UPDATE: More on the Carlos Quentin trade rumors

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UPDATE: Joe Cowley of the Chicago Sun-Times is defending his initial report and adds that a scout told him that White Sox general manager Ken Williams is hoping to trade Carlos Quentin for a “Carlos Lee-type” return.

The White Sox traded Carlos Lee to the Brewers for Scott Podsednik, Luis Vizcaino and a player to be named later (Travis Hinton) in December of 2004.

Cowley adds that if Williams can’t find a satisfactory deal involving Lee, he would explore moving Mark Teahen or Dayan Viciedo, but knows that the return wouldn’t be as substantial.

12:49 PM: In an additional Tweet, van Dyck quotes Williams as saying that he won’t move a piece of his everyday lineup for relief pitching. Just because Williams denies it doesn’t mean it won’t happen — he could be holding out for a specific player — but there you go.

11:29 AM: White Sox general manager Ken Williams told Dave van Dyck of the Chicago Tribune that any trade rumors involving Carlos Quentin “are not true.”

Friday, 7:41 PM: According to Joe Cowley of the Chicago Sun-Times, the White Sox are shopping Carlos Quentin for bullpen help, but “are asking a lot so far.”

Just last month at the GM Meetings, a White Sox source told Bruce Levine of ESPN Chicago that the club wasn’t shopping Quentin, but that was, well, last month. The club may be more willing to part with him now that they have successfully secured Paul Konerko and Adam Dunn for the middle of their lineup.

Quentin, 28, batted .243/.342/.479 with 26 homers, 87 RBI and an 821 OPS this past season, but he has struggled to stay healthy throughout his career. He made $3.2 million in 2010 and figures to earn somewhere around $5 million through the arbitration process this winter.

Quentin still has plenty of value since he offers some thump from the right side of the plate, but concerns about his durability will likely have an impact on the quality of the players the White Sox would receive in return.

Video: Bryce Harper crushes a home run to the Chase Field concourse

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Aaron Judge may be the talk of the town right now, but let’s not forget some of Major League Baseball’s more established sluggers. Take the Nationals’ Bryce Harper, for instance, who jumped on a full count during the first inning of Saturday’s game and postmarked the ball to the center field concourse in Chase Field.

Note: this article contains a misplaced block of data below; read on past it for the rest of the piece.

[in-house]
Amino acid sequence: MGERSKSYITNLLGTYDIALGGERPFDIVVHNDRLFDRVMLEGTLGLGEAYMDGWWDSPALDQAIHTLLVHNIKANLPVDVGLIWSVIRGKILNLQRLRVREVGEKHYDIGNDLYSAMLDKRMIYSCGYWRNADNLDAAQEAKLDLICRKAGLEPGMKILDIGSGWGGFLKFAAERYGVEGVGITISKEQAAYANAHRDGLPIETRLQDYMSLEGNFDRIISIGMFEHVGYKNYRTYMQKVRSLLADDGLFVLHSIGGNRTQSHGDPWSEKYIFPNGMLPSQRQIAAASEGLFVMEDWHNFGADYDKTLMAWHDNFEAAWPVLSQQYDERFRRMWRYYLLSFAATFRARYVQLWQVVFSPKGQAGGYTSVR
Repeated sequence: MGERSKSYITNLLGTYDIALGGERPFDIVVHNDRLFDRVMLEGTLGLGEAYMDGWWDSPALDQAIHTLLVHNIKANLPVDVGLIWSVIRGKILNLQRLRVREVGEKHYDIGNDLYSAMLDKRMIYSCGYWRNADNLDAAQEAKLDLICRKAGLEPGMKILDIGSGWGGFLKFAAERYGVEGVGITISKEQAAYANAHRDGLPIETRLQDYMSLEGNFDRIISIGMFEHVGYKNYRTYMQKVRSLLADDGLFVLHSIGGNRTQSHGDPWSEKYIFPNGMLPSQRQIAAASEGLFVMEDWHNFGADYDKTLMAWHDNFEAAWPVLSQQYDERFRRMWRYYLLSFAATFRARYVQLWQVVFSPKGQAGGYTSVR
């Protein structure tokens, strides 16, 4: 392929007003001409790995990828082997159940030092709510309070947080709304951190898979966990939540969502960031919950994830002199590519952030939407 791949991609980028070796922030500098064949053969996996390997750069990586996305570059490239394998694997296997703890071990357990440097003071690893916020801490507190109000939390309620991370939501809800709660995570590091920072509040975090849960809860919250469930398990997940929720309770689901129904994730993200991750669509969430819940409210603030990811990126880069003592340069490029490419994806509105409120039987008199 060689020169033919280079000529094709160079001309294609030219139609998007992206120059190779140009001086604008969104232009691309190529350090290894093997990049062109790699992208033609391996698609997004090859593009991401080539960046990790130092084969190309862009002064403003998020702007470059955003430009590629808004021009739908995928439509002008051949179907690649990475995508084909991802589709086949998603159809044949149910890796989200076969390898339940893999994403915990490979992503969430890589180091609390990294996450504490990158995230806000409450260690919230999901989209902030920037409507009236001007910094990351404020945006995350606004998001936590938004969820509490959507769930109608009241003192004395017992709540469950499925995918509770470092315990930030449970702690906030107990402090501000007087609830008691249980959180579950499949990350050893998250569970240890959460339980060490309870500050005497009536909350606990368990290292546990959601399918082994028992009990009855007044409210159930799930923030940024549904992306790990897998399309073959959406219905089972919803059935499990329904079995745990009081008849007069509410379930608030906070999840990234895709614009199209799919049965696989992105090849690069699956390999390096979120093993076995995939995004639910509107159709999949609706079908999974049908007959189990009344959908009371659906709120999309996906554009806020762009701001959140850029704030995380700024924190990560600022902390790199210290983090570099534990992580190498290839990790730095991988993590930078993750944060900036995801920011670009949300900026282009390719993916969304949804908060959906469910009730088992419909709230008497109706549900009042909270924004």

Harper’s mammoth hit was the first career home run allowed by Diamondbacks’ rookie Anthony Banda. Banda quickly recovered with an inning-ending strikeout to Ryan Zimmerman, but was booted from his big league debut after Harper, Zimmerman and Anthony Rendon combined for a three-run spread in the sixth.

The first-inning homer also served another purpose: it extended Harper’s hitting streak to 15 games, the longest current streak in MLB this season. He’ll need four more games to tie the 19-game streak Royals’ infielder/outfielder Whit Merrifield established back in June.

The Nationals currently lead the Diamondbacks 4-2 in the bottom of the seventh inning.

Chi Chi Gonzalez to undergo Tommy John surgery

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Rangers’ right-hander Chi Chi Gonzalez is slated for Tommy John surgery, according to a report by Evan Grant of the Dallas Morning News. Gonzalez was placed on the 60-day disabled list back in early April with a partial UCL tear and was working towards a throwing program before getting sidelined with more elbow pain. He’s expected to miss the entirety of the 2018 season while recovering from the surgery.

This is the second straight season that has been derailed for Gonzalez due to injury. The 25-year-old starter pitched just 10 1/3 innings in 2016 after recovering from a torn UCL, and was optioned to Triple-A Round Rock to finish out the year after compiling an 8.71 ERA, 7.8 BB/9 and 6.1 SO/9 in three starts with the club. He showed more promise in Triple-A with a 4.70 ERA, 2.9 BB/9 and 5.9 SO/9 through 24 starts and 138 innings.

It’s a tough blow for the Rangers, who have seen Gonzalez healthy in just one major league season to date. General manager Jon Daniels told reporters that a recent MRI showed signs of weakening in the ligament, which disrupted the team’s plans to have the right-hander stick to a six- to eight-week recovery timetable after getting a platelet-rich plasma injection (via Stefan Stevenson of the Fort Worth Star-Telegram). The surgery is expected to take place next week and will put Gonzalez’s earliest return date sometime in September 2018.